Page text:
Trauma and Learning Through the Director’s Lens: Paper Tigers
By Jane Crecco, MS, MEd, Training and Support Specialist – Recruitment, Training and Support Center
Using compelling story telling and heart-wrenching true stories, James Redford takes the viewer inside the classrooms and halls of Lincoln High in Walla Walla, Washington for a close up look at how one high school has made a difference in the lives of six students. Steven, a student with intellectual potential and a number of adverse childhood experiences which include a substance-using mother, teeters between completely dropping out or going on to college. Kelsey – a beautiful young woman who has already overcome drug addiction only to become entangled in a problematic relationship with a fellow classmate. And handsome and talented Aron, whose anxiety does not allow him to speak or make eye contact with his peers or teachers.
Each student’s story is examined both in and out of the classroom. The film focuses on the personal lives of each young adult while the school tries various interventions to keep them on track to graduation. The principal of Lincoln High School, Jim Sporleder, explains early in the film, that the students can’t tell the difference between a real tiger and a “paper tiger” because their whole world is unpredictable and feels unsafe. He makes sure his teachers use kindness and empathy with every student, but especially those who are falling apart. In one emotional segment of the film, one of the students sends a series of angry and awful texts to his English teacher who responds with statements like – “I think you are going through a rough time; I understand you must be very angry; just know that I love you .” These teachers are allowed to take emotional risks with their students and in the end, the risks allow a big payoff. All six students graduate, one is off to college, and the teachers introduce each one with a litany of successes they achieved throughout the year.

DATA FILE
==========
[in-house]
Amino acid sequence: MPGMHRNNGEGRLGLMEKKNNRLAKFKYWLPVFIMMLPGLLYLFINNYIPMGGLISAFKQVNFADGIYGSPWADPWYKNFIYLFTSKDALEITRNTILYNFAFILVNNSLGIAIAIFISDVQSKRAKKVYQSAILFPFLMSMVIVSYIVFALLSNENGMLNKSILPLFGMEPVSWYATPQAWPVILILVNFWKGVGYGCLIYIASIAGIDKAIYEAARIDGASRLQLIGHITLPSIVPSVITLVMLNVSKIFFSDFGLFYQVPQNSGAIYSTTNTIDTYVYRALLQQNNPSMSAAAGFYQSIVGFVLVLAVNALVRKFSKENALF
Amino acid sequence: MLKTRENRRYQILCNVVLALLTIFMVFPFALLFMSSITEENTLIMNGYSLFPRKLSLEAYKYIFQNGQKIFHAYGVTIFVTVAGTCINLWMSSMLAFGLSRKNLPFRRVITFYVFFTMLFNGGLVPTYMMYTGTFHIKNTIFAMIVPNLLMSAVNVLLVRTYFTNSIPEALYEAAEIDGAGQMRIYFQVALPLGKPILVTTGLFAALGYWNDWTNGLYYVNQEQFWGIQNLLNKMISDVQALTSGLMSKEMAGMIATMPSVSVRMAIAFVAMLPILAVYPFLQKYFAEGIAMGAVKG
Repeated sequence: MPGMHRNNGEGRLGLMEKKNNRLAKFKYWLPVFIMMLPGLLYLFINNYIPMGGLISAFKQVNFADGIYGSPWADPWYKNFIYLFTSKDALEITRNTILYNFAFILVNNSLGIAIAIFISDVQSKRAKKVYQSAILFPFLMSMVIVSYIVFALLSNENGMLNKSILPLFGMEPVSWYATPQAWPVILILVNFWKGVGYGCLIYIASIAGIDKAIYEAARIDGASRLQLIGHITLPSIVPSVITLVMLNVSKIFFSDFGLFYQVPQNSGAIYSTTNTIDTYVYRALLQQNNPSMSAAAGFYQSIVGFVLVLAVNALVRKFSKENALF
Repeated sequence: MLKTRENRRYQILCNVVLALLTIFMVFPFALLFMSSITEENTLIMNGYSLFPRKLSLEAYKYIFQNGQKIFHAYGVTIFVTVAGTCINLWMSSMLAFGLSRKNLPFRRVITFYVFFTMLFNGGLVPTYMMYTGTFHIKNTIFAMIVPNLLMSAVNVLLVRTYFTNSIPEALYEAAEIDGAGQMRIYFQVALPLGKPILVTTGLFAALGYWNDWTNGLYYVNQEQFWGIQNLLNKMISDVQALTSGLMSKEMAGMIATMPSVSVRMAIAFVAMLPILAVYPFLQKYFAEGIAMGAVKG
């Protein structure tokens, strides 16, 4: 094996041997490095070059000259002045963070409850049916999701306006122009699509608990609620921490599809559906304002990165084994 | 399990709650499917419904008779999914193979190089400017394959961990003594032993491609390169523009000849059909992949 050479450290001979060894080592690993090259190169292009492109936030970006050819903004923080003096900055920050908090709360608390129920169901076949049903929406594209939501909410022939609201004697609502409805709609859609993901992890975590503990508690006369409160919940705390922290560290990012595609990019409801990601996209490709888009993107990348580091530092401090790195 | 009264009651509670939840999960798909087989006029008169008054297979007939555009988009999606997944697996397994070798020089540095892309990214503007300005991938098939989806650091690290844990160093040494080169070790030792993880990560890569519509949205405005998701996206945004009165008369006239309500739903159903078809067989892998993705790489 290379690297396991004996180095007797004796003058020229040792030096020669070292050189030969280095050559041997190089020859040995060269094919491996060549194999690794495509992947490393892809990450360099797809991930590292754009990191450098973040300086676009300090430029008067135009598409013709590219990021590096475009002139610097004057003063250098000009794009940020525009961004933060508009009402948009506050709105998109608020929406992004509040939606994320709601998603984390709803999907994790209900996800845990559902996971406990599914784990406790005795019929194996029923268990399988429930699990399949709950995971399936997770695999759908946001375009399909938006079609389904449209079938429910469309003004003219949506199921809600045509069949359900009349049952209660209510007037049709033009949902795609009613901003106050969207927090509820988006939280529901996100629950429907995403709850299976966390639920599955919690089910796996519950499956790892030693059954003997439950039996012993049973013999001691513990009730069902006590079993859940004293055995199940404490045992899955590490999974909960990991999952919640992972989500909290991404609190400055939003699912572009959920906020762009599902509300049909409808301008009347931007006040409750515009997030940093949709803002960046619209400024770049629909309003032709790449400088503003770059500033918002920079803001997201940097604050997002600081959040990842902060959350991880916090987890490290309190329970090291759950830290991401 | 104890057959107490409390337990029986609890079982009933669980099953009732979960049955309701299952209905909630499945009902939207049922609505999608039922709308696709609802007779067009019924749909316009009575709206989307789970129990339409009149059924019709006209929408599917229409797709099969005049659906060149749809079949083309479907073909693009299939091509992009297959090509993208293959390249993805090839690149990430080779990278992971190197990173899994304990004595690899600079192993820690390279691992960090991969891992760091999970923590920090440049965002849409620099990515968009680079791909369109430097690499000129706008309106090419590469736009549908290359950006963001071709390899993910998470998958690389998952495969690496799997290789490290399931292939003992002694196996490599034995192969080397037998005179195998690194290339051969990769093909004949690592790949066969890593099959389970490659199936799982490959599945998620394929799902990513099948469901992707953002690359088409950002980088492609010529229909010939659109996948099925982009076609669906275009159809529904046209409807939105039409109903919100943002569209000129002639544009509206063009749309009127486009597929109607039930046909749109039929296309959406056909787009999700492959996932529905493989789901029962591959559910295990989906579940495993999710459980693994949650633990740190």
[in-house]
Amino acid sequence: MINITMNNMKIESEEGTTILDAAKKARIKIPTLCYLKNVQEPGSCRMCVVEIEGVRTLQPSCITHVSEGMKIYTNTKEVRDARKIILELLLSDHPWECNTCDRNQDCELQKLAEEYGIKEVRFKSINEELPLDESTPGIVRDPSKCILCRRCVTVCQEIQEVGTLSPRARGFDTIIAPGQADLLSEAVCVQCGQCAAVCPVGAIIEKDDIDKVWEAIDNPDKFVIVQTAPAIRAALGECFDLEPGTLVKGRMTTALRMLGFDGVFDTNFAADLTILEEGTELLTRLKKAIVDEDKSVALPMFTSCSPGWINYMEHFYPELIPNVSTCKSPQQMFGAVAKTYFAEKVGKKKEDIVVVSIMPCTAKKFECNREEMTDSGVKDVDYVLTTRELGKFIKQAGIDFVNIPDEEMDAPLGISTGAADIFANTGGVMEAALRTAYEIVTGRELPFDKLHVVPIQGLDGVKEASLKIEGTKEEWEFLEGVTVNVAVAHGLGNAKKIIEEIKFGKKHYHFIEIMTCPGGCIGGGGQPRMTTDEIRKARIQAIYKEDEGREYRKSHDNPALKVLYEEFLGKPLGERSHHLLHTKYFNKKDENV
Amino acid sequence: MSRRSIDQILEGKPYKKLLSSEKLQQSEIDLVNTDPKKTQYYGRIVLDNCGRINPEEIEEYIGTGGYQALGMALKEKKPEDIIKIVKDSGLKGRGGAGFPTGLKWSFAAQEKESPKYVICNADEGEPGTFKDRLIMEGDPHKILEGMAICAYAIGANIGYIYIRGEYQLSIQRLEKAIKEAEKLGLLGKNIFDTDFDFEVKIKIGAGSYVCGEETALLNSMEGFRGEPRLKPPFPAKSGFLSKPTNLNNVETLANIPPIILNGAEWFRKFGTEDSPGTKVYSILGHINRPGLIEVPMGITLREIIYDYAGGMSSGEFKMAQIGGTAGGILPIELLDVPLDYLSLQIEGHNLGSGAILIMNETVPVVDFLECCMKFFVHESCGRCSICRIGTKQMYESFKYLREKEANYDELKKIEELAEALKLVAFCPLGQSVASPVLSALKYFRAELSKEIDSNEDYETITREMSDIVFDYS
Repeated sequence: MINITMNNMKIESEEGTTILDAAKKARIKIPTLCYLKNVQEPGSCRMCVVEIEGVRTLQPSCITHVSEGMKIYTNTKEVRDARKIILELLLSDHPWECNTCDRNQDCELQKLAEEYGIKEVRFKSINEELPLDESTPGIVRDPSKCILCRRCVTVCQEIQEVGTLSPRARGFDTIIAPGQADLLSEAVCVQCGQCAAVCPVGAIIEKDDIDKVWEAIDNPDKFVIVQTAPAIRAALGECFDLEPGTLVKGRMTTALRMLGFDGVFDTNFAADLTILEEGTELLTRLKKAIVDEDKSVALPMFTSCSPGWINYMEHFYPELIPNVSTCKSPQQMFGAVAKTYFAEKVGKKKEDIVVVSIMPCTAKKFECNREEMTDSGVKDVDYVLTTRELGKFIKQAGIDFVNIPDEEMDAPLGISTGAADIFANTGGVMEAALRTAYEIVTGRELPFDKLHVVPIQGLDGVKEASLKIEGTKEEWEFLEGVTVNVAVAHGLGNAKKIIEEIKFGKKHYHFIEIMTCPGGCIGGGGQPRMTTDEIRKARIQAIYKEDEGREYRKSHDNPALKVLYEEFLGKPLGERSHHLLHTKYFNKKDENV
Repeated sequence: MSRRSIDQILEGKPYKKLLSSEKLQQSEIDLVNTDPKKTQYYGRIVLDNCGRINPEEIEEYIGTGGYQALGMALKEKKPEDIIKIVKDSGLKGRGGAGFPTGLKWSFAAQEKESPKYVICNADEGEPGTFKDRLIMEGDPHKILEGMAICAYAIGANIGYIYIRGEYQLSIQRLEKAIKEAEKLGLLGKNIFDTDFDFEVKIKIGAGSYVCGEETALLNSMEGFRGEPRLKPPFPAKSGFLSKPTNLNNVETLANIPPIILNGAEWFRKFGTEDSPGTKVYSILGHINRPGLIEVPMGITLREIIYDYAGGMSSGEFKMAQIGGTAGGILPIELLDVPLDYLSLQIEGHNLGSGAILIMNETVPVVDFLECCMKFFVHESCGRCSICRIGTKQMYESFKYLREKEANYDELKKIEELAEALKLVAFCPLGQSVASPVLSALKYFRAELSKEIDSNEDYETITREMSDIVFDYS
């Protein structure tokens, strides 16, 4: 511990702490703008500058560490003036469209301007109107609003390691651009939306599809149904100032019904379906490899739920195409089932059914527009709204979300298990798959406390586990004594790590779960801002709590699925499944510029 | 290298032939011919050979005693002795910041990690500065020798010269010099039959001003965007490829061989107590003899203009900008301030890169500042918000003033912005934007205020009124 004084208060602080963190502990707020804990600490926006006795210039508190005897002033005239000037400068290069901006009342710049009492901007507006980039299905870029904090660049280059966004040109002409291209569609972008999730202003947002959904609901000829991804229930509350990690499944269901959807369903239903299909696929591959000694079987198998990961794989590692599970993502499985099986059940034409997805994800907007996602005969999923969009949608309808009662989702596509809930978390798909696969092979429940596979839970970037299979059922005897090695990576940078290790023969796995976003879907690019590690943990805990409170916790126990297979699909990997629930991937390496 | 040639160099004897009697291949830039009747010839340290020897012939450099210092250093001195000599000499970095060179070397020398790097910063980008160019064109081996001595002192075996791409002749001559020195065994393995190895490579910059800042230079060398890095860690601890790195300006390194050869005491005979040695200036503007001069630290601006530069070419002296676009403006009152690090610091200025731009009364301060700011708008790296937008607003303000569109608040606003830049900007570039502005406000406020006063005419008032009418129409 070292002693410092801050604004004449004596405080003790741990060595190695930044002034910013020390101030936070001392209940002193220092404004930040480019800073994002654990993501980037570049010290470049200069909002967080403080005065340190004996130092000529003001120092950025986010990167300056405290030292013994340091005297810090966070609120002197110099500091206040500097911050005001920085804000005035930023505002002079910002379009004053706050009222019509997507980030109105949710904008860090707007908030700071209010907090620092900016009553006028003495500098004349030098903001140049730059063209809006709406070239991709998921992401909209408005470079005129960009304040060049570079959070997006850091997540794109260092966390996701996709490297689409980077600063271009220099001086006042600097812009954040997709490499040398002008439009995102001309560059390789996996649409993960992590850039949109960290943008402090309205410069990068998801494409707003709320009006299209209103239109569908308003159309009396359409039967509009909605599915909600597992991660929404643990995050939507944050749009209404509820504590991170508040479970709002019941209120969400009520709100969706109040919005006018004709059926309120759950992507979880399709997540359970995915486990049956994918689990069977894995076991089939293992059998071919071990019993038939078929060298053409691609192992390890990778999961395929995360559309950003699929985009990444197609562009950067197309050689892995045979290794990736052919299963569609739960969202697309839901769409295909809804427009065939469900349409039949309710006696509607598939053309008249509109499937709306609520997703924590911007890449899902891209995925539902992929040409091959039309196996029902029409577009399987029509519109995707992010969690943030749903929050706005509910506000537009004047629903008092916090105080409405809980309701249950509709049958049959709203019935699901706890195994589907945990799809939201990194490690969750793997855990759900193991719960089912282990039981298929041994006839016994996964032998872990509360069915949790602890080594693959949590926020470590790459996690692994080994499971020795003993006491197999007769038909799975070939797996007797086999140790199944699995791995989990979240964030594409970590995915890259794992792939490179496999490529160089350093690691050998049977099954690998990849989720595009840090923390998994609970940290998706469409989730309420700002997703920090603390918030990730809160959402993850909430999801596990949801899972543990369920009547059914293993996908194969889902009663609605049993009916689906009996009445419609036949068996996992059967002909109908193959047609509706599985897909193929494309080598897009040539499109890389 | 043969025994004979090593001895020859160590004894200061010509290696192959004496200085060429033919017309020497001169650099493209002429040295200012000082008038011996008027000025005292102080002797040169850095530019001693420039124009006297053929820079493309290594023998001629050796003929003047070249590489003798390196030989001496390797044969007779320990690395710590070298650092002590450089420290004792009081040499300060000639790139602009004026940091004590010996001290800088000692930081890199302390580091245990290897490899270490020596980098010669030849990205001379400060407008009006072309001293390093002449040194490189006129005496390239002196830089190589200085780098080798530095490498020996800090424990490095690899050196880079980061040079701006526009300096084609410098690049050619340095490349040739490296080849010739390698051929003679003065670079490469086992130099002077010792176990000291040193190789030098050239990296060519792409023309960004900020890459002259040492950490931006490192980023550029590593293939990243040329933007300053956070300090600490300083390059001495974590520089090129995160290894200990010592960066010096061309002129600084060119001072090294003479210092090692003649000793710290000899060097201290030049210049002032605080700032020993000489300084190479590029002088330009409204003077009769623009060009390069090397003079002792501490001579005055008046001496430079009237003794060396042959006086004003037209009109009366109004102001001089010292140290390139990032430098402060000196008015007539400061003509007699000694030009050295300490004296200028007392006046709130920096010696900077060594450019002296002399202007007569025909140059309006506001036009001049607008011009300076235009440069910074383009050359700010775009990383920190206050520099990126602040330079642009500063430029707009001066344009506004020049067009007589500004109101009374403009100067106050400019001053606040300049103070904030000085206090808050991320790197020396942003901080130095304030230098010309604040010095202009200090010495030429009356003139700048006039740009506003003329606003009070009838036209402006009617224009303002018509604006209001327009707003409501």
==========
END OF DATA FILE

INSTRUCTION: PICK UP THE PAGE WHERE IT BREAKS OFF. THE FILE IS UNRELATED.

The Recruitment, Training and Support Center partnered with Cambridge Rindge and Latin High School to present a showing of the film to teachers, students, parents, administrators, school committee members, and members of the Cambridge community. A panel discussion followed with many questions about how to move forward with a trauma informed approach. Several new initiatives are being introduced throughout the Cambridge Public Schools this fall.
The RTSC has scheduled several more free showings of the film, Paper Tigers, throughout the state over the next several months. Please visit www.fcsn.org/rtsc/1878-2/ for more information and to register for a viewing near you.